American Painter, 1855-1942 Related Paintings of Hirst, Claude Raguet :. | An Early English Edition | Books and Vase | White Rose in a Glazed Ceramic Pitcher with Floral Design | Chrysanthemums in a Canton Vase | Pansies |
Related Artists:George Fennel Robson
English Painter, 1788-1833
English watercolourist. After initial training in Durham, Robson moved to London in 1804 with the intention of becoming a landscape painter. He was introduced to the circle of artists surrounding John Varley, and it was from Varley that Robson derived the strong, uncluttered compositions and breadth of manner that characterize his own style. Mirza Ali
the period of 1465-1535
(c. 1623 - c. 1667), also known as Zeeman (Dutch for "sailor"), was a maritime painter known for his highly detailed paintings and etchings of ships.
Nooms was born and died in Amsterdam. He started painting and drawing in his later years, following a rough, drunken life as a sailor. It is not known how he acquired his skill as an artist. His knowledge of ships is evident from his work: ships and foreign locations are depicted with high accuracy and in great detail, and served as an example to other artists of how to depict ships.
A widely traveled artist, Nooms visited Paris, Venice and possibly Berlin, and also journeyed along the coast of North Africa.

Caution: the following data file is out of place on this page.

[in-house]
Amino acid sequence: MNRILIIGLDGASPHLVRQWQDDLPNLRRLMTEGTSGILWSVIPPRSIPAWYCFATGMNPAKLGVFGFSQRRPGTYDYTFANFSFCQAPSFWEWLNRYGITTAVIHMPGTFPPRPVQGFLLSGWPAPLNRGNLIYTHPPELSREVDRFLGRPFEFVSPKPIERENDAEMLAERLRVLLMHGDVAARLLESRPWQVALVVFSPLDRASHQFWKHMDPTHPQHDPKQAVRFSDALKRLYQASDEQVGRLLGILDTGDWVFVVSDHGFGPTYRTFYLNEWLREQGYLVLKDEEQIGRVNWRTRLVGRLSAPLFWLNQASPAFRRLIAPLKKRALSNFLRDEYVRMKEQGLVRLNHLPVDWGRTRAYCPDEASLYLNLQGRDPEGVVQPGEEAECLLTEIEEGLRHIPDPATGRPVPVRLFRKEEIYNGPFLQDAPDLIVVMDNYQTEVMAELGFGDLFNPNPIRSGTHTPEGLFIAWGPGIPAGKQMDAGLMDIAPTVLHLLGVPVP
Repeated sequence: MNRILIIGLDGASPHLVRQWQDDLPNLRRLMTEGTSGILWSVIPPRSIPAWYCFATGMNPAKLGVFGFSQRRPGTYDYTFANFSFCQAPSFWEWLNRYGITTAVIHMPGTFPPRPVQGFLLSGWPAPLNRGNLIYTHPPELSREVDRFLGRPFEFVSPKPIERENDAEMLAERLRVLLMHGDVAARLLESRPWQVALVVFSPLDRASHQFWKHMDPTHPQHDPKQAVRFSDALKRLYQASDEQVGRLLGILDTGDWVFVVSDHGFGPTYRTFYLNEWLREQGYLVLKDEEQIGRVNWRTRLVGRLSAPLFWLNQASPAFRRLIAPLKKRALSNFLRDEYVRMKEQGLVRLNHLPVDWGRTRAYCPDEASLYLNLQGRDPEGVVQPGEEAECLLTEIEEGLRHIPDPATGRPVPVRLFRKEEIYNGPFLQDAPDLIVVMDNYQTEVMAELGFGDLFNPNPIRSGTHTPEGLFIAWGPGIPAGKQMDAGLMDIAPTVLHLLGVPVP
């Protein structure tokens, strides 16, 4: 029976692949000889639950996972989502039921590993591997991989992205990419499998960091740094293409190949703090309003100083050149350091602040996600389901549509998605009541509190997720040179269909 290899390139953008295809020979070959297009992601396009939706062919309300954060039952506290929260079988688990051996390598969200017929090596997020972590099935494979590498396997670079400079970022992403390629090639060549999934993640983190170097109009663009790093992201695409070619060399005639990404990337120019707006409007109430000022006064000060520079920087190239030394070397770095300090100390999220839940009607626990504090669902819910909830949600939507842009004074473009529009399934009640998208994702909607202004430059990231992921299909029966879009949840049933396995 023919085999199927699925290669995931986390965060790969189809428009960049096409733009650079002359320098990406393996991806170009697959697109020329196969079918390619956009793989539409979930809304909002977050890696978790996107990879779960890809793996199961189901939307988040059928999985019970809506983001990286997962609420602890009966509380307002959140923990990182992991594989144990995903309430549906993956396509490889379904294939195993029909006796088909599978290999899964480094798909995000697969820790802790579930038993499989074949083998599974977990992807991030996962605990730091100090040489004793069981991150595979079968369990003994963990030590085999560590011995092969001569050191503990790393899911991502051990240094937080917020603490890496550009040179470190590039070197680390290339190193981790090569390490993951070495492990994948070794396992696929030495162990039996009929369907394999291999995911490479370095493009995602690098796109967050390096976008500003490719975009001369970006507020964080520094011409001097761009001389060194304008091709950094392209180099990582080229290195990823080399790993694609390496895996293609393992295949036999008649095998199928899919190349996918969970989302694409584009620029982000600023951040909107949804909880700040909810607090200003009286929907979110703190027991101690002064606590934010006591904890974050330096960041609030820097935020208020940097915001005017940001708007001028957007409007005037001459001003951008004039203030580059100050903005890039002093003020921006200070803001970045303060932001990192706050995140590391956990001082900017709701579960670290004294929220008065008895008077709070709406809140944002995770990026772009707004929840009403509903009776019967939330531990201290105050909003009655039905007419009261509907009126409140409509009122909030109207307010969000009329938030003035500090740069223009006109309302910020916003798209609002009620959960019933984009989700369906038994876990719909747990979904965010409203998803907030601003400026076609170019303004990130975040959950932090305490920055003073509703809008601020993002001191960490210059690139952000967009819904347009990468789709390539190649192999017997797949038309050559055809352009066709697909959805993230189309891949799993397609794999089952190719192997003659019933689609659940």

A favourite subject of his paintings were the Dutch victories in the Anglo-Dutch Wars. For instance, he painted the Amalia, the flagship of admiral Maarten Tromp, before the Battle of the Downs in 1639. This painting now hangs in the National Maritime Museum in Greenwich, UK. His painting of the Battle of Leghorn in 1653 is in the collection of the Rijksmuseum in Amsterdam.
In the 1650s, Nooms made a series of etchings of ships and topographical views characterized by a high degree of detail and precision. These etchings served as an example to many artists. The 19th century French etcher Charles Meryon was highly influenced by Noom, whose etchings of Paris cityscapes inspired Meryon to his own series of Paris etchings. Meryon even dedicated some of this work to Nooms in poetic form.